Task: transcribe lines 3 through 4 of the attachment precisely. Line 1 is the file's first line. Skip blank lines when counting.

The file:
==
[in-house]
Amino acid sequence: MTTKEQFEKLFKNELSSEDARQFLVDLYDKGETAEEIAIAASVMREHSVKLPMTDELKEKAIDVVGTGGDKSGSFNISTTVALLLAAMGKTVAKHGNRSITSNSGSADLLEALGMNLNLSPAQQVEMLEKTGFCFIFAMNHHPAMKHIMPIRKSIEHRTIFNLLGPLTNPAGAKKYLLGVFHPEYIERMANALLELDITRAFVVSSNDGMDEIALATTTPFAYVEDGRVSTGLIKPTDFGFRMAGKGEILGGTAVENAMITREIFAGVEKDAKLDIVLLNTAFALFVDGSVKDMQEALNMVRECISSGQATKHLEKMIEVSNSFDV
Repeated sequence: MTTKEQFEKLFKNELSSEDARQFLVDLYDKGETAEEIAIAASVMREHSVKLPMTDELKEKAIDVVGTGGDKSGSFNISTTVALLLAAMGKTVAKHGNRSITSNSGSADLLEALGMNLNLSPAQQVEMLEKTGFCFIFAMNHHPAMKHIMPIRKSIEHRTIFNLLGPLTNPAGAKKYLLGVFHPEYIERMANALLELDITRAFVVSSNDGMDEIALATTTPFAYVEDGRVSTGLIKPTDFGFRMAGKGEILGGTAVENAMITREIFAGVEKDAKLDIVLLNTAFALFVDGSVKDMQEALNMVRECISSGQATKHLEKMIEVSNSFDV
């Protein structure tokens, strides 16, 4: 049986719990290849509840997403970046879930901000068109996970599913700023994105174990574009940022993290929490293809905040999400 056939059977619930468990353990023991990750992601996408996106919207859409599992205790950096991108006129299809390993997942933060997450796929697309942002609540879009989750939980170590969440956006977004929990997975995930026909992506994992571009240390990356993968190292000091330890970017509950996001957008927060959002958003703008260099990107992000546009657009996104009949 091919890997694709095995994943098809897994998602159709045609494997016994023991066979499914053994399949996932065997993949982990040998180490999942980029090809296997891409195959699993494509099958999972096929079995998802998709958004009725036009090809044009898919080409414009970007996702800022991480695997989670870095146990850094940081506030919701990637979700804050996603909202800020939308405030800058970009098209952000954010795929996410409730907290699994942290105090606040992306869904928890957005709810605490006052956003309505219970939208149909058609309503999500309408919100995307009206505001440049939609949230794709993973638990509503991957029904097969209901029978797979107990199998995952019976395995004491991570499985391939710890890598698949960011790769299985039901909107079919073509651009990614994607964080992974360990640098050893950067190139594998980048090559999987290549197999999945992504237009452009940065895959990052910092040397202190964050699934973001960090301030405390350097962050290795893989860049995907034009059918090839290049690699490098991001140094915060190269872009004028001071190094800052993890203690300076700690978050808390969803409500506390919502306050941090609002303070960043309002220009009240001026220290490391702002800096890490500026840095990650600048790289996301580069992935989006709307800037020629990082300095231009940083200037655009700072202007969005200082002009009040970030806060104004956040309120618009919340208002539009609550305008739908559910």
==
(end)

Repeated sequence: MTTKEQFEKLFKNELSSEDARQFLVDLYDKGETAEEIAIAASVMREHSVKLPMTDELKEKAIDVVGTGGDKSGSFNISTTVALLLAAMGKTVAKHGNRSITSNSGSADLLEALGMNLNLSPAQQVEMLEKTGFCFIFAMNHHPAMKHIMPIRKSIEHRTIFNLLGPLTNPAGAKKYLLGVFHPEYIERMANALLELDITRAFVVSSNDGMDEIALATTTPFAYVEDGRVSTGLIKPTDFGFRMAGKGEILGGTAVENAMITREIFAGVEKDAKLDIVLLNTAFALFVDGSVKDMQEALNMVRECISSGQATKHLEKMIEVSNSFDV
């Protein structure tokens, strides 16, 4: 049986719990290849509840997403970046879930901000068109996970599913700023994105174990574009940022993290929490293809905040999400 056939059977619930468990353990023991990750992601996408996106919207859409599992205790950096991108006129299809390993997942933060997450796929697309942002609540879009989750939980170590969440956006977004929990997975995930026909992506994992571009240390990356993968190292000091330890970017509950996001957008927060959002958003703008260099990107992000546009657009996104009949 091919890997694709095995994943098809897994998602159709045609494997016994023991066979499914053994399949996932065997993949982990040998180490999942980029090809296997891409195959699993494509099958999972096929079995998802998709958004009725036009090809044009898919080409414009970007996702800022991480695997989670870095146990850094940081506030919701990637979700804050996603909202800020939308405030800058970009098209952000954010795929996410409730907290699994942290105090606040992306869904928890957005709810605490006052956003309505219970939208149909058609309503999500309408919100995307009206505001440049939609949230794709993973638990509503991957029904097969209901029978797979107990199998995952019976395995004491991570499985391939710890890598698949960011790769299985039901909107079919073509651009990614994607964080992974360990640098050893950067190139594998980048090559999987290549197999999945992504237009452009940065895959990052910092040397202190964050699934973001960090301030405390350097962050290795893989860049995907034009059918090839290049690699490098991001140094915060190269872009004028001071190094800052993890203690300076700690978050808390969803409500506390919502306050941090609002303070960043309002220009009240001026220290490391702002800096890490500026840095990650600048790289996301580069992935989006709307800037020629990082300095231009940083200037655009700072202007969005200082002009009040970030806060104004956040309120618009919340208002539009609550305008739908559910």